It ought to go without saying. When someone offers you something, and you accept it, you say, “thank you.” It’s just common sense, and yet it never ceases to amaze how uncommon common sense has become. Sadly, many nonprofits act like pigs at the proverbial trough, greedily snorting up all the resources donors put in front of them without ever acknowledging the generosity of their gifts.
Donors cannot make informed decisions about how and where to give their money if they cannot get a sense of the financial health of an organization. Nonprofits that are on the up and up should have no trouble disclosing basic financial information.
Donors can only evaluate an organization’s ability to operate ethically if they have reasonable access to information about who the leaders are, and their operational track record. For this reason, the Donor’s Bill of Rights calls for organizations to be open about the identities of their board members.
Alumni/Development work is always and everywhere about relationships. Relationships take time to build and are based on trust. Building trust by honoring donor intent might seem like good old-fashioned common sense. The problem is, common sense isn’t so common anymore.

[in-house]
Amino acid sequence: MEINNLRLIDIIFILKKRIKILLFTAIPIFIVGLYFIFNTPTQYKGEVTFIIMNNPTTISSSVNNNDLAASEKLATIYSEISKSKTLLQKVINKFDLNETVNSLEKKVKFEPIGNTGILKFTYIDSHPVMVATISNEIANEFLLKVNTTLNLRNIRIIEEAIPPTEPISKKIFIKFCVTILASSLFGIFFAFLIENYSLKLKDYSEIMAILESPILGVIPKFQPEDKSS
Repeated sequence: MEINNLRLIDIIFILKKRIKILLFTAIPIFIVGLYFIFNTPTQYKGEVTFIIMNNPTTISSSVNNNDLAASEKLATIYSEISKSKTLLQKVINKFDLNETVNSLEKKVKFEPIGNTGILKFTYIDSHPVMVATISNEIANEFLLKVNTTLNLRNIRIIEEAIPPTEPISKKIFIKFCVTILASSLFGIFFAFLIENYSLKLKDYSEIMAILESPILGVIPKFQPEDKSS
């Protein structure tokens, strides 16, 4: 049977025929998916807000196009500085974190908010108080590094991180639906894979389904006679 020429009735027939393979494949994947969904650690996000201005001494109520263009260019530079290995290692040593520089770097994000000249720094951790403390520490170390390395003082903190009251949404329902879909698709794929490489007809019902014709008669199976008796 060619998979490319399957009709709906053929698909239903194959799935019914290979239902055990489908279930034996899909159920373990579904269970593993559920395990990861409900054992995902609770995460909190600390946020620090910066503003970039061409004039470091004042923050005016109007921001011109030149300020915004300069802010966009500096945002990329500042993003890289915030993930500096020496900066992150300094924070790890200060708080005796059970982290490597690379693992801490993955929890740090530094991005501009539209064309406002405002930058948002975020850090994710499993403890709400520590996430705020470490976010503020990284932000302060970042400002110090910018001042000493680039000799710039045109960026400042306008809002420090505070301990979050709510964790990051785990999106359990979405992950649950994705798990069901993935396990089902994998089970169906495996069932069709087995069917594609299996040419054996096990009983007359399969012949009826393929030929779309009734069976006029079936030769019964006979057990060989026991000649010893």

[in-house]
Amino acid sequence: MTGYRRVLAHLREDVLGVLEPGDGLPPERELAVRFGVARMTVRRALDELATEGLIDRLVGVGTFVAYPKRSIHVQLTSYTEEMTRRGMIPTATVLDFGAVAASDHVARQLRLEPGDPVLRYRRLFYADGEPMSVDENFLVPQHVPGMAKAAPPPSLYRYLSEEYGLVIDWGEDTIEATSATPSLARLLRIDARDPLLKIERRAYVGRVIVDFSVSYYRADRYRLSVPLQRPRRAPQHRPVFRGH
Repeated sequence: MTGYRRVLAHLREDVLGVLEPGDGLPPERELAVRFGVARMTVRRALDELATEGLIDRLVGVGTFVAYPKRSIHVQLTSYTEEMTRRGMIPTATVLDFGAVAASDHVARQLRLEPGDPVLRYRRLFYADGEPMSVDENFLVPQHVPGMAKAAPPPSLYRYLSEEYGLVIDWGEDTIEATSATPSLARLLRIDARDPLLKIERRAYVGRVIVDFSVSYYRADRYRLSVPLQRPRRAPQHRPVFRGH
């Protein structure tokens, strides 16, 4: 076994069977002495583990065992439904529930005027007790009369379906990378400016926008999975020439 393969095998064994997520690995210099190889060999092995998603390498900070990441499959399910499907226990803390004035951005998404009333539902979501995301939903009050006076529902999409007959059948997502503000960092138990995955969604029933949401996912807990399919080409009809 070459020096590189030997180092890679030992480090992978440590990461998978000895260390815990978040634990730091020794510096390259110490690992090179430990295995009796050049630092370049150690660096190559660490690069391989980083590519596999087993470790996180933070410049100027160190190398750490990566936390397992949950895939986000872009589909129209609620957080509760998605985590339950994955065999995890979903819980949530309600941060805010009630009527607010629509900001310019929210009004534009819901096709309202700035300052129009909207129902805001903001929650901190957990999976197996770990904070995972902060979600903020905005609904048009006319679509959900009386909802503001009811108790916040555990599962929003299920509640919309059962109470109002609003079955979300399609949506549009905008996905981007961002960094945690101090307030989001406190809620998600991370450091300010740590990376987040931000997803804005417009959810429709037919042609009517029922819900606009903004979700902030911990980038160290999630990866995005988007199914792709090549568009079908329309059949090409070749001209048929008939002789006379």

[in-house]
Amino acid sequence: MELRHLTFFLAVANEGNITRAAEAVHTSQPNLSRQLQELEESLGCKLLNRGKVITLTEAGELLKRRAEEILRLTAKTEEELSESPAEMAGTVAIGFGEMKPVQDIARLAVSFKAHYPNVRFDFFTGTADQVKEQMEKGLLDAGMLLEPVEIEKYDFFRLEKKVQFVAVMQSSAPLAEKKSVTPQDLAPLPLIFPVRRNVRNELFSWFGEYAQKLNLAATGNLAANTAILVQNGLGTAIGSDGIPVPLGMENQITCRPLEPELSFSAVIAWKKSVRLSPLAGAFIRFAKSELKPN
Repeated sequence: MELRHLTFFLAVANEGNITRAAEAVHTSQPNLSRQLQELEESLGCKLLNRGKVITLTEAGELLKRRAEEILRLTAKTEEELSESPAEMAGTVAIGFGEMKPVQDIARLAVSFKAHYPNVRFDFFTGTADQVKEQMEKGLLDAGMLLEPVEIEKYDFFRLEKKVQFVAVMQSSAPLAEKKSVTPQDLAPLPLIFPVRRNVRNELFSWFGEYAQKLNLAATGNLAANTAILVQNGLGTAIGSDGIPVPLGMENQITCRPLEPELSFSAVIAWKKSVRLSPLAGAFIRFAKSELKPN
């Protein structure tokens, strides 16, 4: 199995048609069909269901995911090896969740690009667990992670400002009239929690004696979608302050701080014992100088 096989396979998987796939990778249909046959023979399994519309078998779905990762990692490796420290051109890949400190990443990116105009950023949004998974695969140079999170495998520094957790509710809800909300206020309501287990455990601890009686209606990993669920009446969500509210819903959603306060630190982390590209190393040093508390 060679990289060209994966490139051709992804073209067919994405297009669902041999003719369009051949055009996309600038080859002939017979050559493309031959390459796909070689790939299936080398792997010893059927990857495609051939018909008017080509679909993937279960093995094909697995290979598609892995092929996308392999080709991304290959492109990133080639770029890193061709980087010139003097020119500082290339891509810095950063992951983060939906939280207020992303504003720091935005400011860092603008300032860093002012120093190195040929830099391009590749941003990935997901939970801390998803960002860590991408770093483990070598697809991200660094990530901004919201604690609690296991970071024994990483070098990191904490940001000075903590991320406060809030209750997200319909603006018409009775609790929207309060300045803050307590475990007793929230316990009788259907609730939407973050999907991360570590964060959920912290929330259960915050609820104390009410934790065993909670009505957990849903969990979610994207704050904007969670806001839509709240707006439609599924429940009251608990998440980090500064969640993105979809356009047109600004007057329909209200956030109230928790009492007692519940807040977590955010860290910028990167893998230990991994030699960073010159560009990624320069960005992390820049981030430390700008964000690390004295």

Any philanthropy professional worth his or her salt is, or should be, on intimate terms with the Donor Bill of Rights. It outlines the backbone of trust, which lies at the heart of all philanthropy, and organizations who ignore these tenets do so at their peril.
One of the most overlooked productivity hacks has to do with the concept of margin. That is, creating space in your workflow for not actively working on a project. That might seem counterintuitive, but building in empty space is actually integral to the overall project management process.